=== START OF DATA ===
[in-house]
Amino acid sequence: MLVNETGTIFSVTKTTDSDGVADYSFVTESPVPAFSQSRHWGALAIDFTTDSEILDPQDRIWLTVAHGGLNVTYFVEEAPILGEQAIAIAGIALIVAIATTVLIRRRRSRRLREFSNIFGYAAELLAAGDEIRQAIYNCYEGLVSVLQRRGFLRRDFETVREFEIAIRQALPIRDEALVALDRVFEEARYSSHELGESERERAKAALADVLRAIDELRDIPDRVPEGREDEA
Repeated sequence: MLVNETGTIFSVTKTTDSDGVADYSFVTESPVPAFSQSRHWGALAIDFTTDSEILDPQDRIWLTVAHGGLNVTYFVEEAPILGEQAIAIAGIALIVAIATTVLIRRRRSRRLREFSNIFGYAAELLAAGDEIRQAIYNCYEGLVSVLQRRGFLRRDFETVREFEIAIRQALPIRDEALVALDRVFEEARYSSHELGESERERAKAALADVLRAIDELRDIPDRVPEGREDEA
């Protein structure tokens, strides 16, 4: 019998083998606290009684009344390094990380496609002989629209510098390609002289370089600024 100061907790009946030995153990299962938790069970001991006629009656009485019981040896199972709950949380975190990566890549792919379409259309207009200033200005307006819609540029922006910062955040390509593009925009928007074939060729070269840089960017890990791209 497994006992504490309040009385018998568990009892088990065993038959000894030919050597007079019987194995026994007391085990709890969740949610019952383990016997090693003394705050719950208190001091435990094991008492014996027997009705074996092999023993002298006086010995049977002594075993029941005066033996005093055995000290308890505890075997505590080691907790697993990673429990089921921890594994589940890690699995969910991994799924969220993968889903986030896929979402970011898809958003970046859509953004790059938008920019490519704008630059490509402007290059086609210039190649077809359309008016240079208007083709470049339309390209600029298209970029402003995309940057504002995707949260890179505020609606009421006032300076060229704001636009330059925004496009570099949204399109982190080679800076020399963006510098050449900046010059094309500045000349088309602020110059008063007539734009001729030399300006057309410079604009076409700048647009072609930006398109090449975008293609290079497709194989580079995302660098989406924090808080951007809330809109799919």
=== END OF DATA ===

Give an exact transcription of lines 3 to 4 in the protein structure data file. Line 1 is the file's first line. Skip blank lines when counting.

Repeated sequence: MLVNETGTIFSVTKTTDSDGVADYSFVTESPVPAFSQSRHWGALAIDFTTDSEILDPQDRIWLTVAHGGLNVTYFVEEAPILGEQAIAIAGIALIVAIATTVLIRRRRSRRLREFSNIFGYAAELLAAGDEIRQAIYNCYEGLVSVLQRRGFLRRDFETVREFEIAIRQALPIRDEALVALDRVFEEARYSSHELGESERERAKAALADVLRAIDELRDIPDRVPEGREDEA
């Protein structure tokens, strides 16, 4: 019998083998606290009684009344390094990380496609002989629209510098390609002289370089600024 100061907790009946030995153990299962938790069970001991006629009656009485019981040896199972709950949380975190990566890549792919379409259309207009200033200005307006819609540029922006910062955040390509593009925009928007074939060729070269840089960017890990791209 497994006992504490309040009385018998568990009892088990065993038959000894030919050597007079019987194995026994007391085990709890969740949610019952383990016997090693003394705050719950208190001091435990094991008492014996027997009705074996092999023993002298006086010995049977002594075993029941005066033996005093055995000290308890505890075997505590080691907790697993990673429990089921921890594994589940890690699995969910991994799924969220993968889903986030896929979402970011898809958003970046859509953004790059938008920019490519704008630059490509402007290059086609210039190649077809359309008016240079208007083709470049339309390209600029298209970029402003995309940057504002995707949260890179505020609606009421006032300076060229704001636009330059925004496009570099949204399109982190080679800076020399963006510098050449900046010059094309500045000349088309602020110059008063007539734009001729030399300006057309410079604009076409700048647009072609930006398109090449975008293609290079497709194989580079995302660098989406924090808080951007809330809109799919």